China is permitting trial operations in order to push intelligent vehicle services for the 2022 Winter Olympics.
The development hints that China is closing in on the US and Israel.
Licensed companies can run up to 50 vehicles and can potentially expand their fleets after six months.
Laying out a policy framework will boost the industry’s commercialization, experts say.
Regulators will allow driverless vehicle tests along 135 kilometers of the city’s public roads.
Clients will be eligible for as much as RMB 550,000 ($80,000) in compensation provided they followed instructions when parking.
The permit removes the barriers related to driving simulations for the Tier 1 supplier of smart connected vehicles.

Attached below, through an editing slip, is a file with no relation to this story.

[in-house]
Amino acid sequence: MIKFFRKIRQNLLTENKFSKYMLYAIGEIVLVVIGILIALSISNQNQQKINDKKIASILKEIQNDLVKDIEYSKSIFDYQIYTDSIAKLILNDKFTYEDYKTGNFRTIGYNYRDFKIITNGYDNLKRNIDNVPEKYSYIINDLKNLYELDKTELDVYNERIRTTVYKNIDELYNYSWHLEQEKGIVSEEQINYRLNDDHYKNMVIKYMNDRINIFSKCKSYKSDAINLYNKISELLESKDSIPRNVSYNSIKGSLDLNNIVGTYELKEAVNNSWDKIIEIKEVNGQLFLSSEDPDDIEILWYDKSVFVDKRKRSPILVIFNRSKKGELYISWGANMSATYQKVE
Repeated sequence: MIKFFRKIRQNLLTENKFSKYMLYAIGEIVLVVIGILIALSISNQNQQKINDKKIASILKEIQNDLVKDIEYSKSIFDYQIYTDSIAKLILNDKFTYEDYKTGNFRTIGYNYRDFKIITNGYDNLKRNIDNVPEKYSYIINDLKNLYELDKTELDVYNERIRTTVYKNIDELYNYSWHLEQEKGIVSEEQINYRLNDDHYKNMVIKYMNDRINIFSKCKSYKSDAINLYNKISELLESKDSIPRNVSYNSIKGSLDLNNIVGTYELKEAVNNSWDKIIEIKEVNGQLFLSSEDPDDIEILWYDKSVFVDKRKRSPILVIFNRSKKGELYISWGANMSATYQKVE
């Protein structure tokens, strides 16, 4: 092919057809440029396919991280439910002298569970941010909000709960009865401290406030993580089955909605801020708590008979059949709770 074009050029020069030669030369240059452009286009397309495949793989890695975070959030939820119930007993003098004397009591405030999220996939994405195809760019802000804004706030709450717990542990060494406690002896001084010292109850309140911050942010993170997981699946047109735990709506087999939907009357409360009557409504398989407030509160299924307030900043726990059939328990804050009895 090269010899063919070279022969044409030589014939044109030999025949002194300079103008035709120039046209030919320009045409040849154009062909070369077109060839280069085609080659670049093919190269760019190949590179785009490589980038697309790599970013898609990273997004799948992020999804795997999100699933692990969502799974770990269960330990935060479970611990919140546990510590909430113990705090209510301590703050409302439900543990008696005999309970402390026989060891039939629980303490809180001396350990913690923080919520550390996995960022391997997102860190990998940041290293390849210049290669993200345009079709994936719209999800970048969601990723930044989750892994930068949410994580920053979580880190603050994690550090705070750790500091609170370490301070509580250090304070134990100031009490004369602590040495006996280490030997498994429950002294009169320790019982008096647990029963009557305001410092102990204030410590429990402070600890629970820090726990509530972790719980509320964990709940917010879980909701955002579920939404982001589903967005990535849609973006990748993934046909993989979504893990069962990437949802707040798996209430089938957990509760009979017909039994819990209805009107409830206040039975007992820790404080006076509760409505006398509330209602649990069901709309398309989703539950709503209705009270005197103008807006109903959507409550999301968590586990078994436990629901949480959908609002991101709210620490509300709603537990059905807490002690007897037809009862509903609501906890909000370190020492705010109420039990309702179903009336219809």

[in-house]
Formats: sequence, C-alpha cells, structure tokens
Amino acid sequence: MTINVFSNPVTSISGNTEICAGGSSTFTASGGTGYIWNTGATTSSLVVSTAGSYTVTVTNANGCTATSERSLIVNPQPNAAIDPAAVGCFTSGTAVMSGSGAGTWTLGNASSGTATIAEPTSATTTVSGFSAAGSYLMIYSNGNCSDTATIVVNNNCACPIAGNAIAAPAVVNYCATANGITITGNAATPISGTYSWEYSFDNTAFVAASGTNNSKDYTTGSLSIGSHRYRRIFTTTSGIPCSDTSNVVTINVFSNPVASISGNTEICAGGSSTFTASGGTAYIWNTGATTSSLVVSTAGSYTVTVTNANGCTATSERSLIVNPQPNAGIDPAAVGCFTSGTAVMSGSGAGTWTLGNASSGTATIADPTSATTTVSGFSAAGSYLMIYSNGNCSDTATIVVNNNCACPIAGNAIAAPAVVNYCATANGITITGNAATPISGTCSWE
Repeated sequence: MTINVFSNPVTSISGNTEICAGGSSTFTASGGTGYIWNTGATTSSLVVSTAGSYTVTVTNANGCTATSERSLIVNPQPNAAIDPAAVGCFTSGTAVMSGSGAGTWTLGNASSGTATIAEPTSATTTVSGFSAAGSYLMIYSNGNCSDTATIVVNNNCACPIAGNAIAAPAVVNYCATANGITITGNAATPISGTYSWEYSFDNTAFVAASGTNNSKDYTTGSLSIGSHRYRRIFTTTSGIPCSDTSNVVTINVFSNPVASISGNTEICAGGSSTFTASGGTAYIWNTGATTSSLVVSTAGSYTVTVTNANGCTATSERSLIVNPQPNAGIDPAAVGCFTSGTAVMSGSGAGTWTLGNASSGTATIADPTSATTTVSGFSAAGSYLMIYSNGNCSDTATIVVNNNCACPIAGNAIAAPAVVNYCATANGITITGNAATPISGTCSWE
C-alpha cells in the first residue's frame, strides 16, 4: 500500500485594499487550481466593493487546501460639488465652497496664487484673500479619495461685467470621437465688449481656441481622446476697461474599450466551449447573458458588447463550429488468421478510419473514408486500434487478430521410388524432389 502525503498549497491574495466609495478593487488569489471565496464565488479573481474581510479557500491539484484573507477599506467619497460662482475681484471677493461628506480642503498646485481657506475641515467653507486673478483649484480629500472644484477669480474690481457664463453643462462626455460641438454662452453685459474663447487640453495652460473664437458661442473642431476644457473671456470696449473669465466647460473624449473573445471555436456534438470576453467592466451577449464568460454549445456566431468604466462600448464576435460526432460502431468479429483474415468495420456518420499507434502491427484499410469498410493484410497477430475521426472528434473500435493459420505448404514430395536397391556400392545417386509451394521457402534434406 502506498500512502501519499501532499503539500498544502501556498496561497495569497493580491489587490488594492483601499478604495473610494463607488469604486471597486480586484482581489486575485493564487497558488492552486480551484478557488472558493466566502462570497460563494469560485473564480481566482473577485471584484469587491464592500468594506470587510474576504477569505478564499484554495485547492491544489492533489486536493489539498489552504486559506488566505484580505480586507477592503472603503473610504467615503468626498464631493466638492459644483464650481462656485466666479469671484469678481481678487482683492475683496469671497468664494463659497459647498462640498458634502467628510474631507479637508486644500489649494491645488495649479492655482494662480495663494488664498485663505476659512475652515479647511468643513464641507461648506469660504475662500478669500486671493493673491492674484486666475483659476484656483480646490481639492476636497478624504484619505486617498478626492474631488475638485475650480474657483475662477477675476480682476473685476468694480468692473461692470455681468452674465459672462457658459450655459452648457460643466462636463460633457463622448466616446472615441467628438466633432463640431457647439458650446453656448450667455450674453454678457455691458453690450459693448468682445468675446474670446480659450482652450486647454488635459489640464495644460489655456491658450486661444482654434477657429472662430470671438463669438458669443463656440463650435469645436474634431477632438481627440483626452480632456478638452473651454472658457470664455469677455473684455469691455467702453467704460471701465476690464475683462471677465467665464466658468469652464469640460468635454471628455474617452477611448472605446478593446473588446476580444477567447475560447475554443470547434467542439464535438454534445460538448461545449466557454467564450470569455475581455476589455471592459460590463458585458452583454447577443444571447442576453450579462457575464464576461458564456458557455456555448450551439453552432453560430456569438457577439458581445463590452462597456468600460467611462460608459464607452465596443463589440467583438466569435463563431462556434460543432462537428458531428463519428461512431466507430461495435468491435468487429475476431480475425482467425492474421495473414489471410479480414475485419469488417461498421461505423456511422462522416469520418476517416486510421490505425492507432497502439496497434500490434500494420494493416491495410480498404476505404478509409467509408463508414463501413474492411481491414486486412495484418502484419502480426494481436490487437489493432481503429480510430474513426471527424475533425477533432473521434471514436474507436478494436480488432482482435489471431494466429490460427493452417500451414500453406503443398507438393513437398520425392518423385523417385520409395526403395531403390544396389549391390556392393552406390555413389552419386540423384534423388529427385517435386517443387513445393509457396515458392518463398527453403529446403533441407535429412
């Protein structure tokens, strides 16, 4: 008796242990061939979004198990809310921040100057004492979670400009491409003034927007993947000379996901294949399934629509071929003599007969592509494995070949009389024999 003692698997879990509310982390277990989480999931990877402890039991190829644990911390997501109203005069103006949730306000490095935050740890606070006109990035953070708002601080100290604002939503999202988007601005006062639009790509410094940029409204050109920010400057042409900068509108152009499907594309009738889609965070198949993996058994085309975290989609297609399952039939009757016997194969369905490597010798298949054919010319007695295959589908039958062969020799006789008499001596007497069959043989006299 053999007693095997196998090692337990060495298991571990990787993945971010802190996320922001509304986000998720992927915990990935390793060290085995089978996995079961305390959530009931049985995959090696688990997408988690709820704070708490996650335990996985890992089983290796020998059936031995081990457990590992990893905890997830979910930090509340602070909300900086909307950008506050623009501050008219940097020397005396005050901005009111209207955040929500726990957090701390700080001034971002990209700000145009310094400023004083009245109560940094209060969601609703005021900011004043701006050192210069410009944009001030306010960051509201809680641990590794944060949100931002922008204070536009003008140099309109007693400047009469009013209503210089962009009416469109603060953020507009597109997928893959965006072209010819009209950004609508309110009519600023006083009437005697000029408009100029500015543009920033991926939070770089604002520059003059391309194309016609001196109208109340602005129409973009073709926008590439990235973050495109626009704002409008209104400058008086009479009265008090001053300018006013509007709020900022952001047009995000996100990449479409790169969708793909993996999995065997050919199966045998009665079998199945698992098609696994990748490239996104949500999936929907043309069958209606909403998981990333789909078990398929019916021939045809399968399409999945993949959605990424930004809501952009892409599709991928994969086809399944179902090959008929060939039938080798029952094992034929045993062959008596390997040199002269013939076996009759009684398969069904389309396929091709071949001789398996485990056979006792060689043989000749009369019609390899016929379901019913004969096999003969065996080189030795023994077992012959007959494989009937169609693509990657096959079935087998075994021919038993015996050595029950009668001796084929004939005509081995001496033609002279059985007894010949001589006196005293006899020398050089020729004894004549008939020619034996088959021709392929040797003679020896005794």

With more than 2 million vehicles in circulation, Wuxi processes around 1.6 PB (petabyte) of traffic data each day on average.
Beijing took a significant step forward in April 2018, issuing its first national guidelines that allow cities in China to test self-driving cars on their roads.
Chonqing-based automaker Chang’an is the first to pilot its driverless vehicles in the zone.